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EMS eliminates chronic back pain and is more efficient than multimodal treatment

The new study was published in a peer-reviewed Public Library of Science journal (PLoS) by Karl Konrad and his 9 colleagues. The researchers have examined whole-body EMS training vs. traditional multimodal treatment for chronic back pain. They compared the results of 128 patients and found EMS Training to be as effective and more efficient.

This study was carried out at the Department of Orthopedics, Physical Medicine and Rehabilitation of the Ludwig-Maximilians-University Munich (LMU), Germany, during the period between 04/2017 and 12/2018. This clinical trial was registered in the German clinical trials register (ID: DRKS00011896) and is therefore listed in the International clinical trials registry of the World Health Organization. The study was also approved by the University Ethics Committee (Project number 547–16). The study complies with the ethical guidelines of the Helsinki Declaration (last modification 2013).

Study Title

The effects of whole-body electromyostimulation (WB-EMS) in comparison to a multimodal treatment concept in patients with non-specific chronic back pain—A prospective clinical intervention study.

Background According to present guidelines, active exercise is one key component in the comprehensive treatment of nonspecific chronic back pain (NSCBP). Whole body electromyostimulation (WB-EMS) is a safe, and time-effective training method, that may be effective in NSCBP-patients.

Methods In this prospective and controlled nonrandomized clinical study, two therapeutic approaches were compared. One group received 20 minutes WB-EMS per week. An active control group (ACG) received a multimodal therapy program. A third group included subjects without back pain. To all groups, the following measurement instruments were applied: Numeric Rating Scale (NRS), Oswestry Disability Index (ODI), North American Spine Society Instrument (NASS); SF 36 survey and measurements for muscular function and postural stability. In the EMS-group: T0: baseline; T1: at 6 weeks; T2: at 12 weeks and T3: at 24 weeks. In the ACG: T0 baseline and T1 after 4 weeks.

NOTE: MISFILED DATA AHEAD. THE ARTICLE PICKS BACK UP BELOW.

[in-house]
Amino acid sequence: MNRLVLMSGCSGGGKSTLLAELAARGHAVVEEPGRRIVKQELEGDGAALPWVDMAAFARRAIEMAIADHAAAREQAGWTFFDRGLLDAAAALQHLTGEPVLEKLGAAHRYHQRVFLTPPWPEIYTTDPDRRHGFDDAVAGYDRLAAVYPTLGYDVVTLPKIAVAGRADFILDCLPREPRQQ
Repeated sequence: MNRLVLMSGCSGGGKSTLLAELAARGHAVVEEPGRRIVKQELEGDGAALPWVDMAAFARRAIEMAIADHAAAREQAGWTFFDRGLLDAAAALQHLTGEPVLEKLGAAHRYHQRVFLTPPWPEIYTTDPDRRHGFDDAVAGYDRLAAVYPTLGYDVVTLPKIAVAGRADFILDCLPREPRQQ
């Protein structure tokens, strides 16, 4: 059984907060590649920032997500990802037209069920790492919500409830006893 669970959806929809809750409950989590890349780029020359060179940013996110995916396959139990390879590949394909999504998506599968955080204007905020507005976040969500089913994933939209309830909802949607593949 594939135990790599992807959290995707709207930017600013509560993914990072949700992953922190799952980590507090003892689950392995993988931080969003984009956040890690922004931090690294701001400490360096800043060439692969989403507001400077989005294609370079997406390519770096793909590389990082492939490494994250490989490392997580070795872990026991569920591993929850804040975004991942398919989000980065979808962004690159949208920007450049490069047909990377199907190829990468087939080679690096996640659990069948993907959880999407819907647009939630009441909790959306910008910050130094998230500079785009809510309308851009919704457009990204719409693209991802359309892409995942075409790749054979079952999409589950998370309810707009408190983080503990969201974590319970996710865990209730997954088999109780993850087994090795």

Results In the intervention group, 128 patients with low back pain were enrolled, 85 in the WB-EMS group and 43 in the ACG. 34 subjects were allocated to the passive control group. The average age was 58.6 years (18–86 years). In the EMS group, the NRS (1–10) improved statistically and clinically significantly by 2 points. The ODI was reduced by 19.7 points. The NASS and most of the SF 36 items improved significantly. In the multimodal treatment group, only the muscular function improved slightly.


This study demonstrates significant and clinically relevant improvements in the symptoms of NSCBP by use of a dedicated WB-EMS training program. Parameters of musculoskeletal function improved similarly to the ACG. Our data support the hypothesis that WB-EMS is at least as effective as the multimodal low back pain concept used in this trial. Therefore WB-EMS may be an effective and, with a training time of 20 minutes per week, a very time-efficient alternative to traditional multimodal therapies.

Our data support the hypothesis that WB-EMS is at least as effective as a multimodal treatment, which is often referred to as being the golden standard. Therefore WB-EMS may be an effective and, with 20 min./week training time, very time-efficient alternative to established multimodal treatment models.

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